Lumps - The projections extending downward from the breech end of a side-by-side gun. Into the lumps are machined the hook (the concave semicircular cut in the front lump, to swivel around the hingepin) and the bites (the square cut notches, to accept the locking bolts). Also called underlugs.
Chopper Lump Barrels
<![if !vml]><![endif]> Joint between the two sections of integral lumps of a set of chopper-lump barrels.
Chopper-lump barrels (called Demi-bloc barrels in Italy) - A method of joining the two separate tubes of a set of barrels where the right-hand half of the pair of lumps under the barrels are forged integrally with the right barrel and the left-hand half of the pair of lumps under the barrels are forged integrally with the left barrel. Chopper-lump barrels can be recognized by the fine joint-line running longitudinally down the center of each lump. This method of jointing barrels is the best because it is the strongest in relation to its weight and because it allows the two barrels to be mounted closest to each other at the breech end, reducing problems regulating the points of aim of the two separate barrels. One of the acknowledged attributes of a "Best Gun".
Ordinary barrel forging --- side view Breech end view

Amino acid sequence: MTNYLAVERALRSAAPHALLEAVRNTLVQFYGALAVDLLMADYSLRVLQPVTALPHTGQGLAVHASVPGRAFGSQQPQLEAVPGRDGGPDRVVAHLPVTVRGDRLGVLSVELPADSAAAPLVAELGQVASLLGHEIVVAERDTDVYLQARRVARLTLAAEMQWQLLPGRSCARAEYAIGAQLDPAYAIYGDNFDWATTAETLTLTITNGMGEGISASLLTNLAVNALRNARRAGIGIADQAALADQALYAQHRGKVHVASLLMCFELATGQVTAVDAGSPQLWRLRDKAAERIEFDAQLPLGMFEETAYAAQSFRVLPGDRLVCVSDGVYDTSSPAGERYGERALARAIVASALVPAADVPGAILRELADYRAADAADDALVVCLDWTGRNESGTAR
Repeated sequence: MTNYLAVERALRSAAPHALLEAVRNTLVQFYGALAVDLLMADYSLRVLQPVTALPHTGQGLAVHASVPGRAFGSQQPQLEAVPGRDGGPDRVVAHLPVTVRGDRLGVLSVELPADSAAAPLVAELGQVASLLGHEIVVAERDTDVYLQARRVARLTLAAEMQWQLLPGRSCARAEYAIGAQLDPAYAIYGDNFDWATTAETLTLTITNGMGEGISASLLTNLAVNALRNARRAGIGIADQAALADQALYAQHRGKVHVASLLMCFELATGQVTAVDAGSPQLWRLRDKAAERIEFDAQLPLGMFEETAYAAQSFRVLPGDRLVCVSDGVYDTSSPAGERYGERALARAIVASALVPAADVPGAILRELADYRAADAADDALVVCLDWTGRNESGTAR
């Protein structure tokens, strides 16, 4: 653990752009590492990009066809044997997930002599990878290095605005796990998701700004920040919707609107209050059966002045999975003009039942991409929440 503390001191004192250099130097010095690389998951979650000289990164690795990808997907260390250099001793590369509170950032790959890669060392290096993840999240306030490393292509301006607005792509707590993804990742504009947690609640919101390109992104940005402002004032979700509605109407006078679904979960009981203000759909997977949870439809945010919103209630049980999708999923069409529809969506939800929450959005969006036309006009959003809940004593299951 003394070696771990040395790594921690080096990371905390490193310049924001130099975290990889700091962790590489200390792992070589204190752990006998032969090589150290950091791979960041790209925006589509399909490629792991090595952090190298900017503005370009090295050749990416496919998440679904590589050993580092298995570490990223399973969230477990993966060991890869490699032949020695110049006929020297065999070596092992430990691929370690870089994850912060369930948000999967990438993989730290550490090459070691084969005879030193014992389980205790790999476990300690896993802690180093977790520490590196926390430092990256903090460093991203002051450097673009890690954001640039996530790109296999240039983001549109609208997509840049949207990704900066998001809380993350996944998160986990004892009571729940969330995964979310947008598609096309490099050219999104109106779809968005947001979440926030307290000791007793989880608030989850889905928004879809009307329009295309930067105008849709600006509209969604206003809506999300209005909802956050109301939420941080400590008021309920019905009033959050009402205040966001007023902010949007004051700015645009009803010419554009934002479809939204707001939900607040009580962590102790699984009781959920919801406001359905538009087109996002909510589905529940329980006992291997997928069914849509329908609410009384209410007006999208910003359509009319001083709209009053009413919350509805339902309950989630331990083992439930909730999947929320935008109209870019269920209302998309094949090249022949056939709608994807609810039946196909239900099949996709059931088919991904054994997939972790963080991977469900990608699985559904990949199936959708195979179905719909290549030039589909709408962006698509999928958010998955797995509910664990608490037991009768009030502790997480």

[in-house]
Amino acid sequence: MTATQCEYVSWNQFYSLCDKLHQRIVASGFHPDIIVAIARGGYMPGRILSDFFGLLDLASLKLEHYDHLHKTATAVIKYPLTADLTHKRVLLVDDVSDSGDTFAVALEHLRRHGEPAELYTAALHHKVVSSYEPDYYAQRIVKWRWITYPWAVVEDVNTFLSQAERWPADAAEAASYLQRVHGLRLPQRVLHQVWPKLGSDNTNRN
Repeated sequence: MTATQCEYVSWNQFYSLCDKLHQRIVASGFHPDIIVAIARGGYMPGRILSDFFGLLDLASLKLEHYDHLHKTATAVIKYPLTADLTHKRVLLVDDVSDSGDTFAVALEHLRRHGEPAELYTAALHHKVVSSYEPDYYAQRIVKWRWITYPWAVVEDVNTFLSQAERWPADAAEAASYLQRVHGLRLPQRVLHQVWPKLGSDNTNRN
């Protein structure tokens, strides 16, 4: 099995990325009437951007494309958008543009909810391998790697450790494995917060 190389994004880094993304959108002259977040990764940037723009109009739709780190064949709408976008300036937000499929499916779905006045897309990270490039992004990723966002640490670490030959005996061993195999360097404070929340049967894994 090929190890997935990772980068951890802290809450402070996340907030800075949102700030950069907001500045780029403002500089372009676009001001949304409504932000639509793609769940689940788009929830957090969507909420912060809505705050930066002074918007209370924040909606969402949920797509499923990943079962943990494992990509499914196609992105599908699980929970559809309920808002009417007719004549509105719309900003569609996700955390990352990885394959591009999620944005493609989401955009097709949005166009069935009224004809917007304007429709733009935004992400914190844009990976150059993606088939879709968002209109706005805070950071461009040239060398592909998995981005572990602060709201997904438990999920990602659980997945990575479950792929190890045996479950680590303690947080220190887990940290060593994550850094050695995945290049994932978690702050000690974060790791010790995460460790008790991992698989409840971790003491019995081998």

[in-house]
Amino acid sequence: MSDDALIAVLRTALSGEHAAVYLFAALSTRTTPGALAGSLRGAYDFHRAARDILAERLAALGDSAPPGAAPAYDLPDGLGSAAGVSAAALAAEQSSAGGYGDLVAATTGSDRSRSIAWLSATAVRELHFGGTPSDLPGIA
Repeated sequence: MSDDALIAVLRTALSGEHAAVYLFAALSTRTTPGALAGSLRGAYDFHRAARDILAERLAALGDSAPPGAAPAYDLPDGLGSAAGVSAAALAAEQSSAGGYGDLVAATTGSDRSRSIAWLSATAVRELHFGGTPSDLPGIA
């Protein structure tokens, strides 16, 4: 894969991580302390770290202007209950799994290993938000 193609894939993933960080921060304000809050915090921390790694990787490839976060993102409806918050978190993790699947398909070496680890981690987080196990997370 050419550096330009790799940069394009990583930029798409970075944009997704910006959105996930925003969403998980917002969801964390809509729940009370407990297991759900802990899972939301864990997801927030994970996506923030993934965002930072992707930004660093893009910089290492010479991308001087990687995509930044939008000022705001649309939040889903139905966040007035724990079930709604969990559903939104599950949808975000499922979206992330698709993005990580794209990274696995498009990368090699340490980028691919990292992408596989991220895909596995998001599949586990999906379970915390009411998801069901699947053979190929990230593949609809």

Jointing ordinary barrel forgings by the platform lump method --- breech end view. Also called shoe lumps.
Jointing ordinary barrel forgings by the dovetail lump method --- breech end view. This is the most common method of jointing barrels.
Chopper-lump barrel forging--- side view (It looks like an axe or a chopper) Breech end view
Jointing by the Chopper-lump method --- breech end view. One side of each lump is integral homogeneous steel with its respective barrel tube.
(Above drawings from Major Sir Gerald Burrard, The Modern Shotgun.)
And, possibly the strongest method of jointing barrels is the combination dovetail/chopper-lump method, such as found on the Winchester Model 21 and some better French shotguns:
(Photo: G. Desjeux, Le Gastinne Renette---des Fusils de Chasse, Editions Garnier, Paris, 1982.)
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